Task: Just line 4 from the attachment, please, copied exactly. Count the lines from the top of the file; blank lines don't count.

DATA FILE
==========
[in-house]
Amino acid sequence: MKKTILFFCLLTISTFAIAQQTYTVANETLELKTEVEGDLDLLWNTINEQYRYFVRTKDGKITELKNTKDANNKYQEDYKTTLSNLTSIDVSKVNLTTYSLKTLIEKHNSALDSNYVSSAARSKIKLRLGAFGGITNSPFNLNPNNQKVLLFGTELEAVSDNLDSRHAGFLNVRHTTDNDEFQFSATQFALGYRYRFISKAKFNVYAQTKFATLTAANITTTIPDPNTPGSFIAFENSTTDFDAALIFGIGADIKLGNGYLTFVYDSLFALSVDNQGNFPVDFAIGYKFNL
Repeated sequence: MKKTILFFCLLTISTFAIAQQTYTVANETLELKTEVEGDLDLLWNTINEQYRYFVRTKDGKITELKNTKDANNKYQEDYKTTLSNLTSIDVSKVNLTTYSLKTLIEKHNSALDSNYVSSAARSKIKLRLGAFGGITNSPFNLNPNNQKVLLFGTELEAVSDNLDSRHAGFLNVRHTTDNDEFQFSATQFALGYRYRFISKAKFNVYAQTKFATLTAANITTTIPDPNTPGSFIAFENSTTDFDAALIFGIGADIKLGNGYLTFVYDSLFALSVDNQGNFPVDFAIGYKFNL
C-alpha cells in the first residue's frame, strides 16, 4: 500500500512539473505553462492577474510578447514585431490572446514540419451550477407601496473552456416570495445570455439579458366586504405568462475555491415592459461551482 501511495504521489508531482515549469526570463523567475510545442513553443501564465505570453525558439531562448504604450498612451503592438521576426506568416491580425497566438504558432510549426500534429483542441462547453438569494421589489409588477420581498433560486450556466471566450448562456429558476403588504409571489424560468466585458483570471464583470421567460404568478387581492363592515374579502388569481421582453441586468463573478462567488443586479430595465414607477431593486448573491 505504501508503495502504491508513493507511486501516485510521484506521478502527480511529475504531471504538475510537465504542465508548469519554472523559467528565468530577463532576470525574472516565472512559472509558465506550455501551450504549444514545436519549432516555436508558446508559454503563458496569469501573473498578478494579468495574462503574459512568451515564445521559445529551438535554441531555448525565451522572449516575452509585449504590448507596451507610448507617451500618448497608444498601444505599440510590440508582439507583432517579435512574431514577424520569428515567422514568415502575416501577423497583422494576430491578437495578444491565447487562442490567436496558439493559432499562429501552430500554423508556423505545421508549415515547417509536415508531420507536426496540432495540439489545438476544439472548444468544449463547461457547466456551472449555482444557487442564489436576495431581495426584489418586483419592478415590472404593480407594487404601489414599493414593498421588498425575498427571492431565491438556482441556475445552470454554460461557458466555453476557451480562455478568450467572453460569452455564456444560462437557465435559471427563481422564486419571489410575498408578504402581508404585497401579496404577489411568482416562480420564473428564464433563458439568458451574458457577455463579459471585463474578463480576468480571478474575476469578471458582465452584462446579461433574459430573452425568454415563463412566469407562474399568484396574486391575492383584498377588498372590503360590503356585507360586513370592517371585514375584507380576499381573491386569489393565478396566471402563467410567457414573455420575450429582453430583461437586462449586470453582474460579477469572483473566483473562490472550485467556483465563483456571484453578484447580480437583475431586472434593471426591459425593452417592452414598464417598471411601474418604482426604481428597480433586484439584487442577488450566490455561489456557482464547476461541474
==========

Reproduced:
C-alpha cells in the first residue's frame, strides 16, 4: 500500500512539473505553462492577474510578447514585431490572446514540419451550477407601496473552456416570495445570455439579458366586504405568462475555491415592459461551482 501511495504521489508531482515549469526570463523567475510545442513553443501564465505570453525558439531562448504604450498612451503592438521576426506568416491580425497566438504558432510549426500534429483542441462547453438569494421589489409588477420581498433560486450556466471566450448562456429558476403588504409571489424560468466585458483570471464583470421567460404568478387581492363592515374579502388569481421582453441586468463573478462567488443586479430595465414607477431593486448573491 505504501508503495502504491508513493507511486501516485510521484506521478502527480511529475504531471504538475510537465504542465508548469519554472523559467528565468530577463532576470525574472516565472512559472509558465506550455501551450504549444514545436519549432516555436508558446508559454503563458496569469501573473498578478494579468495574462503574459512568451515564445521559445529551438535554441531555448525565451522572449516575452509585449504590448507596451507610448507617451500618448497608444498601444505599440510590440508582439507583432517579435512574431514577424520569428515567422514568415502575416501577423497583422494576430491578437495578444491565447487562442490567436496558439493559432499562429501552430500554423508556423505545421508549415515547417509536415508531420507536426496540432495540439489545438476544439472548444468544449463547461457547466456551472449555482444557487442564489436576495431581495426584489418586483419592478415590472404593480407594487404601489414599493414593498421588498425575498427571492431565491438556482441556475445552470454554460461557458466555453476557451480562455478568450467572453460569452455564456444560462437557465435559471427563481422564486419571489410575498408578504402581508404585497401579496404577489411568482416562480420564473428564464433563458439568458451574458457577455463579459471585463474578463480576468480571478474575476469578471458582465452584462446579461433574459430573452425568454415563463412566469407562474399568484396574486391575492383584498377588498372590503360590503356585507360586513370592517371585514375584507380576499381573491386569489393565478396566471402563467410567457414573455420575450429582453430583461437586462449586470453582474460579477469572483473566483473562490472550485467556483465563483456571484453578484447580480437583475431586472434593471426591459425593452417592452414598464417598471411601474418604482426604481428597480433586484439584487442577488450566490455561489456557482464547476461541474